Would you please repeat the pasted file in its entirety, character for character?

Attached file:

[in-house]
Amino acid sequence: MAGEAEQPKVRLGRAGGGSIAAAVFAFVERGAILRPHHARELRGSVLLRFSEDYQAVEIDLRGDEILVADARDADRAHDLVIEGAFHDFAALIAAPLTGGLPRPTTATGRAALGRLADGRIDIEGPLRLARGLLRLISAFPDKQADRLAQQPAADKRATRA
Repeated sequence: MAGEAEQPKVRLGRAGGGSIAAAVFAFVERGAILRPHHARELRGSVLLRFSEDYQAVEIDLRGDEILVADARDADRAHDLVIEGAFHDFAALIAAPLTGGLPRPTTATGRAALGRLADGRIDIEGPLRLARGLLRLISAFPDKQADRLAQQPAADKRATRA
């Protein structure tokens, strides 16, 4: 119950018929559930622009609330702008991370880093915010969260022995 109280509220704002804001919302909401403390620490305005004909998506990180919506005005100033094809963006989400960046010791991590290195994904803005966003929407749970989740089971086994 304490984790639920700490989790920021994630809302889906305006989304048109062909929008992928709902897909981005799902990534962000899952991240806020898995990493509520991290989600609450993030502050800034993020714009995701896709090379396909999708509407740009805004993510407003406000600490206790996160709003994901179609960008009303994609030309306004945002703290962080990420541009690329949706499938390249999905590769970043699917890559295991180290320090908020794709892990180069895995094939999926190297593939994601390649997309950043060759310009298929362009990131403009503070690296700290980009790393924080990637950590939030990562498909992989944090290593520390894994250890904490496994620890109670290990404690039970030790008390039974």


[in-house]
Amino acid sequence: MAGEAEQPKVRLGRAGGGSIAAAVFAFVERGAILRPHHARELRGSVLLRFSEDYQAVEIDLRGDEILVADARDADRAHDLVIEGAFHDFAALIAAPLTGGLPRPTTATGRAALGRLADGRIDIEGPLRLARGLLRLISAFPDKQADRLAQQPAADKRATRA
Repeated sequence: MAGEAEQPKVRLGRAGGGSIAAAVFAFVERGAILRPHHARELRGSVLLRFSEDYQAVEIDLRGDEILVADARDADRAHDLVIEGAFHDFAALIAAPLTGGLPRPTTATGRAALGRLADGRIDIEGPLRLARGLLRLISAFPDKQADRLAQQPAADKRATRA
């Protein structure tokens, strides 16, 4: 119950018929559930622009609330702008991370880093915010969260022995 109280509220704002804001919302909401403390620490305005004909998506990180919506005005100033094809963006989400960046010791991590290195994904803005966003929407749970989740089971086994 304490984790639920700490989790920021994630809302889906305006989304048109062909929008992928709902897909981005799902990534962000899952991240806020898995990493509520991290989600609450993030502050800034993020714009995701896709090379396909999708509407740009805004993510407003406000600490206790996160709003994901179609960008009303994609030309306004945002703290962080990420541009690329949706499938390249999905590769970043699917890559295991180290320090908020794709892990180069895995094939999926190297593939994601390649997309950043060759310009298929362009990131403009503070690296700290980009790393924080990637950590939030990562498909992989944090290593520390894994250890904490496994620890109670290990404690039970030790008390039974």